End of year science exams do not provide the full picture – research

End of year science exams do not provide the full picture – research

High-stakes science exams are failing to provide students with enough questions that include or require visual representations, despite them being common practice in the classroom, according to new research.

A study led by ACU Professor Len Unsworth has found a “misalignment” between the low prevalence of visual representations in Year 12 examinations compared with their common usage in the teaching and learning of physics, chemistry, and biology in the classroom.

Professor Unsworth said the emphasis on written questions and responses meant students were not using the explanatory power of multimodal representations or getting the chance to show their full understandings.

“We need to make sure the assessments reflect what most science teachers agree is the best practice in teaching,” Professor Unsworth said. “Student interpretation and creation of visual representations play an integral role in their learning, so it’s concerning not to see these processes better reflected in final year examinations.”

Professor Unsworth examined the use of visual representations in final year physics, chemistry, and biology examinations from the Victorian Certificate of Education (VCE), the New South Wales Higher School Certificate (HSC), New Zealand’s National Certificate of Educational Achievement (NCEA), A-Level Cambridge International Examinations (CIE), and Singapore’s A-Level H2 between 2014 to 2019.

Visual presentations included pictorial, photographic, and cartographic visualisations, charts, real-life drawings, electron micrograph images, timelines, graphs, and diagrams.

The research found that of the constructed response items (CRI) requiring student responses in the exams, visualisations for student interpretation were used in 30 per cent of physics questions, followed by 25 per cent for biology and 17 per cent for chemistry.

Diagrams were the most common visualisation accounting for 23 per cent of the CRIs for physics, 14 per cent for biology, and 6 per cent for chemistry. Graphs were most common on physics exams at 11 per cent, followed by biology at 7 per cent and chemistry at 5 per cent.

When taking individual exam types into account, New Zealand students had the most exposure to visual representations in biology at 91 per cent – more than five times that of HSC students at 17 per cent, and more than three times greater than those in VCE exams at 26 per cent.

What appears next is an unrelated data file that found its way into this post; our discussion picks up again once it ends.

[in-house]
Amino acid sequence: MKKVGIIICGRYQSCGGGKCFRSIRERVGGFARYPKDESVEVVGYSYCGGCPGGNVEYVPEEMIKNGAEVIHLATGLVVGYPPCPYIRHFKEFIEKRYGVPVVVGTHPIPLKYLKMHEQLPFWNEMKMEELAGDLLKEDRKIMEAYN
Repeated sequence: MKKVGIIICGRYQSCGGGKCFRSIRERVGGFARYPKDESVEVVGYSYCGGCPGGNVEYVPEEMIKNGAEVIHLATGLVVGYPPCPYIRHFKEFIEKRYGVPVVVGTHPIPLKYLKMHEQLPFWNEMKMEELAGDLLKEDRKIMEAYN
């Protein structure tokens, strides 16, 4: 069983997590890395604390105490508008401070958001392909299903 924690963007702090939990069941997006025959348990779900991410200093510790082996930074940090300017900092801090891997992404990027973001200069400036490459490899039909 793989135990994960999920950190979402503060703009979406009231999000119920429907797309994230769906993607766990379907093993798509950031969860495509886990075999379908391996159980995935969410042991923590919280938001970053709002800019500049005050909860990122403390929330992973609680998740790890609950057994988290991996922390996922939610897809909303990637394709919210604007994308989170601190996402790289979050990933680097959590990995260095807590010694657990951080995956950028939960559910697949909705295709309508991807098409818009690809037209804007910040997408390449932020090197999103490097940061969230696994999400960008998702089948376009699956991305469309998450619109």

But New Zealand’s exam structure differed from the other exams, with only three extended response questions per subject. Accordingly, New Zealand students also fared better when it came to visual representations in physics at 45 per cent, compared with 39 per cent for VCE students, and 27 per cent for HSC examinees.

HSC students had the most visual representations for chemistry with 22.5 per cent, compared with 18 per cent for New Zealand, 17 per cent for Singapore, and just 13 per cent for the VCE.

The figures were drastically lower when it came to CRI’s that required students to draw a diagram or graph in each subject in each jurisdiction, ranging from 1 to 4 per cent. The per centages ranged from 0.3 per cent to six per cent when it came to questions requiring students to modify a graph or diagram.

Professor Unsworth said multimodal teaching, learning and assessment experiences were needed for students to have the opportunity to develop a rich understanding of scientific topics. He has also co-authored a new book, Reading Images for Knowledge Building: Analyzing Infographics in School Science (1 ed.), to help science teachers improve their use of visualisations through practical learning experiences in the classroom.

“For teacher educators, it’s a resource for them to deal even more seriously with the multimodal disciplinary discourse of science,” he said.

This article originally appeared as a media release from the Australian Catholic University.